an:00851423
Zbl 0859.11019
Allouche, Jean-Paul; Bousquet-M??lou, Mireille
On the conjectures of Rauzy and Shallit for infinite words
EN
Commentat. Math. Univ. Carol. 36, No. 4, 705-711 (1995).
00031673
1995
j
11B85 68R15
infinite words; Shallit's conjecture; Rauzy's conjecture; combinatorics on words; length of the longest suffix; recurrence function; length of the shortest prefix
Shallit has conjectured the following result: Let \((u_n)\) be an infinite sequence over a finite alphabet that is not ultimately periodic. Define \(S(n)\) to be the length of the longest suffix of \(u_0 u_1 \dots u_n\) that is also a factor of \(u_0,u_1, \dots, u_{n-1}\). Then
\[
\lim\inf {S(n) \over n} \leq C, \text{where }C={3-\sqrt 5 \over 2}.
\]
The authors show a connection between Shallit's conjecture and a conjecture due to Rauzy on the recurrence function \(R(n)\) of a non-ultimately periodic primitive sequence \(u\) \((R(n)\) is the smallest integer such that every factor of \(u\) of length \(R(n)\) contains at least one occurrence of each factor of \(u\) of length \(n)\). Rauzy's conjecture states that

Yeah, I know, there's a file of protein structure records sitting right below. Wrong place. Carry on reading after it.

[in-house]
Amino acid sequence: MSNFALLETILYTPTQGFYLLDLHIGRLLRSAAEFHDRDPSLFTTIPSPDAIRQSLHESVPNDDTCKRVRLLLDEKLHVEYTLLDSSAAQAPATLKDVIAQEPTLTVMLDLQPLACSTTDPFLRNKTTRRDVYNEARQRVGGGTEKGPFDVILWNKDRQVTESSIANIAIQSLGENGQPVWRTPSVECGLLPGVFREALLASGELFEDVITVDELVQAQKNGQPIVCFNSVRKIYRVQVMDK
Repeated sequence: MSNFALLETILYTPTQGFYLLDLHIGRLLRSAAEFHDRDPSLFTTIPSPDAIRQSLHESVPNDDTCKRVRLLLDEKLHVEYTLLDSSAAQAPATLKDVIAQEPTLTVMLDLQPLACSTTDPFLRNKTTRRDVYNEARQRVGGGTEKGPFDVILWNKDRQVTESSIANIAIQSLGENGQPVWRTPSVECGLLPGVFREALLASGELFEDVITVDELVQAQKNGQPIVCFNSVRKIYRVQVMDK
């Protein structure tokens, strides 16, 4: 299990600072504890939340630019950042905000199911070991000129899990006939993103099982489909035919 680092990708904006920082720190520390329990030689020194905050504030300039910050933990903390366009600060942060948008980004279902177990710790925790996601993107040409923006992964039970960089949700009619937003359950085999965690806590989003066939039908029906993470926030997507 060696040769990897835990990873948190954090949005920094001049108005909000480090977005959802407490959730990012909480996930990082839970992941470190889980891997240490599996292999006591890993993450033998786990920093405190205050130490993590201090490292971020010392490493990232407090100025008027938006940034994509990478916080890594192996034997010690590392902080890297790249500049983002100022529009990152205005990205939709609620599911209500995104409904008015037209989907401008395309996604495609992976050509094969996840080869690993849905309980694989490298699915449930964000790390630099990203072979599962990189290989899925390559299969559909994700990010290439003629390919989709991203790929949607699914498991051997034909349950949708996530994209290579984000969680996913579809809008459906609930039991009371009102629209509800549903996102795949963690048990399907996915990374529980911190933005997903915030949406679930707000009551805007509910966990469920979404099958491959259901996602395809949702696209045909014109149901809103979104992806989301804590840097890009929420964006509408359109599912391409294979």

\[
\limsup_{n\to+ \infty} {R(n) \over n} \geq {5+\sqrt 5\over 2}.
\]
In fact, Shallit's conjecture is proved to be equivalent to a Rauzy-like conjecture: if \(R'(n)\) denotes the length of the shortest prefix of the sequence \(u\) that contains at least one occurrence of each factor of \(u\) of length \(n\), then we have:
\[
{1\over \displaystyle{\lim_{n\to+\infty}} \inf {s(n)\over n}} = \lim_{n \to+\infty} \sup{R'(n) \over n}.
\]
Very recently, Julien Cassaigne has given a proof of Rauzy's conjecture and, by studying the Rauzy-like conjecture, has produced a counter-example to Shallit's conjecture, which seems to indicate that the constant \(C= {3-\sqrt 5 \over 2}\) has to be replaced by \({29-2 \sqrt{10} \over 9}\).
V.Berth?? (Marseille)